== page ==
The aim of this study was to assess the current knowledge children possess on melanoma and sun-protective behaviour.Methods:
A one-page survey was administered to students in grades 5, 7, and 9.Results:
Three hundred ninety-two students from 11 schools in Edmonton were surveyed. Seventy-one percent of students knew that sun exposure can cause skin cancers. Sixty-nine percent were taught by their parents about sun protection, but only 44% of students received similar instructions from teachers. Twenty percent of students indicated that they never or rarely wore sunscreen. Twenty-five percent of students had experienced painful sunburns, and only 46% were willing to use sunscreen if it were available at school. More Caucasian students reported painful or peeling sunburns in each grade level than their non-Caucasian peers (for grade 5, P = .003; for grade 7, P < .0001; for grade 9, P = .001). For all grade levels, the percentage of Caucasian students who indicated that they would not wear sunscreen when going out in the sun was greater than among their non-Caucasian peers (for grade 5, P < .001; for grade 7, P = .003; for grade 9, P = .015).Conclusions:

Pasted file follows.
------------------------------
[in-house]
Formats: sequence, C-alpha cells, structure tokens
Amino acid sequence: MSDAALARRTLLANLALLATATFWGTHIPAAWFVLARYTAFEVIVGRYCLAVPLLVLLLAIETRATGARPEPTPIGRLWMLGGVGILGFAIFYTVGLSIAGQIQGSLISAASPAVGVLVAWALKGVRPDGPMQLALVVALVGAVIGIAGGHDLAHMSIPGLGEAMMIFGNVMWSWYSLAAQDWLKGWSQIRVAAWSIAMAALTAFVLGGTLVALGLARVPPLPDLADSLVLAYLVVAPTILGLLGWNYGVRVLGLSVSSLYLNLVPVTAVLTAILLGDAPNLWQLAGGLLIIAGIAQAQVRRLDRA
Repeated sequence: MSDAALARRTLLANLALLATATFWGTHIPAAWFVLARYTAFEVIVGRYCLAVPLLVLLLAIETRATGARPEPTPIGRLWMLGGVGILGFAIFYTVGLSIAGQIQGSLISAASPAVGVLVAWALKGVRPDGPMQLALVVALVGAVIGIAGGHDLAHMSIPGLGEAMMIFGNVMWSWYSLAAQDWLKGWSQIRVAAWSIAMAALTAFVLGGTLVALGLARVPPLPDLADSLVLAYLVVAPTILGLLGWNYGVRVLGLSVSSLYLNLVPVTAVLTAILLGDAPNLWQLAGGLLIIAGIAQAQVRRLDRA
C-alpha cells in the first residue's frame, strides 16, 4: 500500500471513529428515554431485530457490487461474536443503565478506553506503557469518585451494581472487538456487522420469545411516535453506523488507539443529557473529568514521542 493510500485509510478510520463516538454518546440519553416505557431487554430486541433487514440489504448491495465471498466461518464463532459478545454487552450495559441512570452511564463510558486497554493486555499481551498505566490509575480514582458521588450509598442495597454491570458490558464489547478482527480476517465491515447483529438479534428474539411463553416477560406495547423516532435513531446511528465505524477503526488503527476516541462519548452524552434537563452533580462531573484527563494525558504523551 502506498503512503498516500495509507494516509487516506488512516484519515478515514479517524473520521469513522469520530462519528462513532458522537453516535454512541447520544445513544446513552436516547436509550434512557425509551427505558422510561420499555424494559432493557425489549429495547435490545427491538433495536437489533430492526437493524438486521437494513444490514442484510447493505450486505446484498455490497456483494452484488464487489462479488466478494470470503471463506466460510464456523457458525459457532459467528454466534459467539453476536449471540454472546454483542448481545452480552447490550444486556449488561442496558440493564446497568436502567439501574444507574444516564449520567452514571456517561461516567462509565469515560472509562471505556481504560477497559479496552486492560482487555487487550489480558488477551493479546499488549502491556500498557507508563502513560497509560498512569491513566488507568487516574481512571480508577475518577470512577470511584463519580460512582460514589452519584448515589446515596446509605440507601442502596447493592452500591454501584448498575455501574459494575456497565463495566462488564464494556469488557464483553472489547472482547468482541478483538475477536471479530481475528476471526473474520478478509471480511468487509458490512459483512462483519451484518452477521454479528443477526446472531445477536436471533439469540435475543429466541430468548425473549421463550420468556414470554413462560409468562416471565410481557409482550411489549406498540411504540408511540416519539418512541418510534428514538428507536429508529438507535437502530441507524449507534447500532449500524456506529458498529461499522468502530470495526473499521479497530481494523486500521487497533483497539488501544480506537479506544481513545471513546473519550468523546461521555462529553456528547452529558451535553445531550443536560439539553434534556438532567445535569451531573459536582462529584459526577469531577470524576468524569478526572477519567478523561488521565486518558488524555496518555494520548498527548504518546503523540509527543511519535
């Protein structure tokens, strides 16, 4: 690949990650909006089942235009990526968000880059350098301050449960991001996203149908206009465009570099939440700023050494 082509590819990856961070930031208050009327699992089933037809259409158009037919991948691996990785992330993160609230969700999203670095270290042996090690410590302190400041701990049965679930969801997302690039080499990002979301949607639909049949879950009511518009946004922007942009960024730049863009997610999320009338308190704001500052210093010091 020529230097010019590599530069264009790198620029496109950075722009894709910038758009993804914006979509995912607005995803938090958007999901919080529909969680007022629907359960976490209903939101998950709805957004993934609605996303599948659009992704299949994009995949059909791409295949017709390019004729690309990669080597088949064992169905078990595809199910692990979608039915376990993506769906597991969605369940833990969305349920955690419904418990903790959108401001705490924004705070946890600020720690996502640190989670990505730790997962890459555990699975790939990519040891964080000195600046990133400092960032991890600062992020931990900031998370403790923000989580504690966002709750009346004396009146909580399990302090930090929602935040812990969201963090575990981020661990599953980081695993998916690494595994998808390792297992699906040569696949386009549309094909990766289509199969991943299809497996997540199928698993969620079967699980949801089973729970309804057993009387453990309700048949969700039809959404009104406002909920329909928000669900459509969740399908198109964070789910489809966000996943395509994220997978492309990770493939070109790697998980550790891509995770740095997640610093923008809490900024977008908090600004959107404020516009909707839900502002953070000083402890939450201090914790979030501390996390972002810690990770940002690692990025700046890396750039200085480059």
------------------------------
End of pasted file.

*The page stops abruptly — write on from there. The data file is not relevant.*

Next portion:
A comprehensive and focused approach to sun-smart education is recommended for students.